But letting some “faceless cowards,” as President George W. Bush calls them, control our lives and restrict us to a state of vulnerability is not the answer. Even Secretary of State Colin Powell said Wednesday in an address to the nation that we need to return to “normalcy” and continue on with our lives.
This means going back to school, work and even football games. It”s not going to be easy, that”s for certain.
But neither is staying at home in front of the television tomorrow afternoon and continually watching the horrific images on news broadcasts. Nor is talking about it in every class we have.
The truth is that nothing can change what happened. None of us are ever going to forget about the tragedy, the loved ones we lost or what we were doing on that fateful day.
There is no precedence. Nothing this terrible has ever happened here, and no one knows when is the “right time” to get back on track and start playing again.
But I think the sooner, the better.
“Sports will go on, people have to go on and do what they do,” said Michigan hockey coach Red Berenson, who felt on Thursday that Michigan should play the football game tomorrow. And this is what we do.”
Berenson remembers the night after former President John F. Kennedy was assassinated. He suited up with the rest of the Montreal Canadiens to take on the Chicago Blackhawks in the Windy City. Berenson said that while the players didn”t really want to play, the fans didn”t mind a bit.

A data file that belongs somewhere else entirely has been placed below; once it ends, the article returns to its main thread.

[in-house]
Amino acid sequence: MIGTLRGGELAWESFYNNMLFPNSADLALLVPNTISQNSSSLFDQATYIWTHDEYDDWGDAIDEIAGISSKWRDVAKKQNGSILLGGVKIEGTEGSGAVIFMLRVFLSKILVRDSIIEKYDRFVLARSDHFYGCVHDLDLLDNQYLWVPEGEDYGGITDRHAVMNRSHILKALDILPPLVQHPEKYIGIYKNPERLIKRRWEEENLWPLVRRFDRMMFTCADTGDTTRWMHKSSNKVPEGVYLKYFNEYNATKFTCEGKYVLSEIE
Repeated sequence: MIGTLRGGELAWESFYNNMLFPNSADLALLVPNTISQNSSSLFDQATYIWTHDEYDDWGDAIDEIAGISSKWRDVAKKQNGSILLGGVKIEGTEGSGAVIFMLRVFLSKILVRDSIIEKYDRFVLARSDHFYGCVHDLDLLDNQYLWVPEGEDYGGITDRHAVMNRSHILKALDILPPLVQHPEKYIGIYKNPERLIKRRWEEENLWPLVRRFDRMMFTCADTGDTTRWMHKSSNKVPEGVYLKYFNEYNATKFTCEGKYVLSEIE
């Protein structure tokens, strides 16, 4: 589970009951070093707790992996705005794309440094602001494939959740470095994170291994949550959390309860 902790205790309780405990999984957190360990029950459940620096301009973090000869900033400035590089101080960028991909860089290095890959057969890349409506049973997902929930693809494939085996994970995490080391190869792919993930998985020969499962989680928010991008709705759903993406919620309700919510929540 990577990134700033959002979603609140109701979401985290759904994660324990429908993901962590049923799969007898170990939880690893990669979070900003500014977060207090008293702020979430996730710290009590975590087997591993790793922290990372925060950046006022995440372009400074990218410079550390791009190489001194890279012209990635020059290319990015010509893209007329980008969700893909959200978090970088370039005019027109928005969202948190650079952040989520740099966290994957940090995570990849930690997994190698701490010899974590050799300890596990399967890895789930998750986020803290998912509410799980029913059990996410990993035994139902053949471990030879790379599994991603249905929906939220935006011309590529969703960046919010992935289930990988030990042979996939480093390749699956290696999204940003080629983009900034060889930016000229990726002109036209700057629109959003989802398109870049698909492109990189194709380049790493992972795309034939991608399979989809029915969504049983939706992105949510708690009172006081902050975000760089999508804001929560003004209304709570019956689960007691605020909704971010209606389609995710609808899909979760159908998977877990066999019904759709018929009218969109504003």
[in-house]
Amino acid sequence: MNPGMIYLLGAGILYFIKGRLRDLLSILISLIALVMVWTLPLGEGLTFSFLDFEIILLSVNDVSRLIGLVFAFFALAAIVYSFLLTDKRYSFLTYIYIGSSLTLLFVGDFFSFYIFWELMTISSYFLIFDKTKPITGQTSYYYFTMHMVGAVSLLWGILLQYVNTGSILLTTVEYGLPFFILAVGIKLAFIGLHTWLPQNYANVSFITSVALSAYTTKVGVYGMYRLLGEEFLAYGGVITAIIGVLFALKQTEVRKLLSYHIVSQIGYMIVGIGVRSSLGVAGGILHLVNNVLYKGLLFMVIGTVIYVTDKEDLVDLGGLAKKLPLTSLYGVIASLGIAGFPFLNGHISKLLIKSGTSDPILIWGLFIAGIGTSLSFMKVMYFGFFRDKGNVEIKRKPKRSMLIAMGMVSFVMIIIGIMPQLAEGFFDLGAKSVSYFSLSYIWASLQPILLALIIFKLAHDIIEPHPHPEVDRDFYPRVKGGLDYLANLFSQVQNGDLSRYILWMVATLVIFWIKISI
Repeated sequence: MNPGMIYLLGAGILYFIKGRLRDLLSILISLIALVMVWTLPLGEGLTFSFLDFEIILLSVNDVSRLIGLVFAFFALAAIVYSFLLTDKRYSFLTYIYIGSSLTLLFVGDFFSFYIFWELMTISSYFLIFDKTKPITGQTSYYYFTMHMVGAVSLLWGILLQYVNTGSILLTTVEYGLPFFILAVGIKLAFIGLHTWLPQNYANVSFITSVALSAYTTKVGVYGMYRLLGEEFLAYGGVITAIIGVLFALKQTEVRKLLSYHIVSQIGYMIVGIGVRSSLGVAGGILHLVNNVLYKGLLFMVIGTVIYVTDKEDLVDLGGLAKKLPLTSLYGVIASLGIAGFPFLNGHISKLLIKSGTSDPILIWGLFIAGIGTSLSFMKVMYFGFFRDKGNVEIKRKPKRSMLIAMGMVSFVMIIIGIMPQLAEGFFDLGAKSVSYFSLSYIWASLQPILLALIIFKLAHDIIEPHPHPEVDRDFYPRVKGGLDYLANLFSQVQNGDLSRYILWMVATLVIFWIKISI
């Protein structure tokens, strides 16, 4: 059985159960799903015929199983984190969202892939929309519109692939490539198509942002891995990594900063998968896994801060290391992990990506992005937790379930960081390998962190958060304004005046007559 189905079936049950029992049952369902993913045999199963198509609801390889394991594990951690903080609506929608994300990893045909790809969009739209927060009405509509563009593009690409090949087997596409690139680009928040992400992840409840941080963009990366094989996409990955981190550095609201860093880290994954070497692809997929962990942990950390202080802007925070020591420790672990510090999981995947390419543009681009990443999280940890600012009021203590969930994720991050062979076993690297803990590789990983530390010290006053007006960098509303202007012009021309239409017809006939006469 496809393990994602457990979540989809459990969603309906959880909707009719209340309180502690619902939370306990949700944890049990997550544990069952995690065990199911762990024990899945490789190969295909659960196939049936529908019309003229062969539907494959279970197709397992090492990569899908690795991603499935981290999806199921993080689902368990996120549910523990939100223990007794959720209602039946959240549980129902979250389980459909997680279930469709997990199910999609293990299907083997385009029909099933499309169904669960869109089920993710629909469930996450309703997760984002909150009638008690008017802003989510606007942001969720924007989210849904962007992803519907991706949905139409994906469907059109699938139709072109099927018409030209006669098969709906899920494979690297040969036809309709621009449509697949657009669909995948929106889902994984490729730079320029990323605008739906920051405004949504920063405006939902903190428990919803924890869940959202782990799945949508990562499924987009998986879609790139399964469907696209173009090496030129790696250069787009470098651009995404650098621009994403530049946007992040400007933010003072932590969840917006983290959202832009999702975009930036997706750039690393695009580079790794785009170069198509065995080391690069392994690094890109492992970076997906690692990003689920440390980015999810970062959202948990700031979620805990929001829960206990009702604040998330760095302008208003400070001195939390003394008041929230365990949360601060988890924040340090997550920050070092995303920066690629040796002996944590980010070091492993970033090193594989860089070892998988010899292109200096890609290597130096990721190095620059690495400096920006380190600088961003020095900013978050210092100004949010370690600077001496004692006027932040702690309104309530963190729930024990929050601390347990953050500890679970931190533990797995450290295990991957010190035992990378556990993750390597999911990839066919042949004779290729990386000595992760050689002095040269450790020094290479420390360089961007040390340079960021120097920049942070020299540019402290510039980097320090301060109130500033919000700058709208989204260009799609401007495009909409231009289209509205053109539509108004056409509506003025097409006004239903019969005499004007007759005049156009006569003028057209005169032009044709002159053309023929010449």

“They went crazy that night like they wanted vengeance of some kind,” Berenson said. “Sports can be a release for that.”
And it”s not like Berenson doesn”t know firsthand how much different the Kennedy assassination was from Tuesday”s attacks. While Berenson was only an infant when Pearl Harbor was attacked, he knew two people on one of the planes that crashed into the World Trade Center. A former teammate, Garnet “Ace” Bailey, who is the Director of Player Personnel for the Los Angeles Kings was on Flight 175 from Boston to Los Angeles. Also on the plane was Kings scout Mark Bavis, who had played golf with Michigan hockey assistant coach Billy Powers the week before.
They were on their way to training camp but never made it.
“This is not going to go away for a long time,” Berenson said. “But we can go on and learn from this.”
Berenson”s first response to the news of the attacks was, “Can we give blood?” Since then, he”s sent his captains to talk to the Red Cross to find out if he could set up a time where the athletes could do their part. And he said that wasn”t the only way we could join together.
“It”s a show of unity, strength and resolve to go back (to playing) the sooner the better,” Berenson said. “We can”t spend the rest of our life looking over our shoulders.”
But 15,000 of us can spend a few hours at a candlelight vigil, hand in hand.
And over 110,000 of us could have spent a Saturday afternoon together as well.
Too bad it has to be next week.
Joe Smith will be giving blood today.
Hopefully you will too.
His column normally appears on Thursdays and will be returning in its original spot next week.
He can always be reached at firstname.lastname@example.org.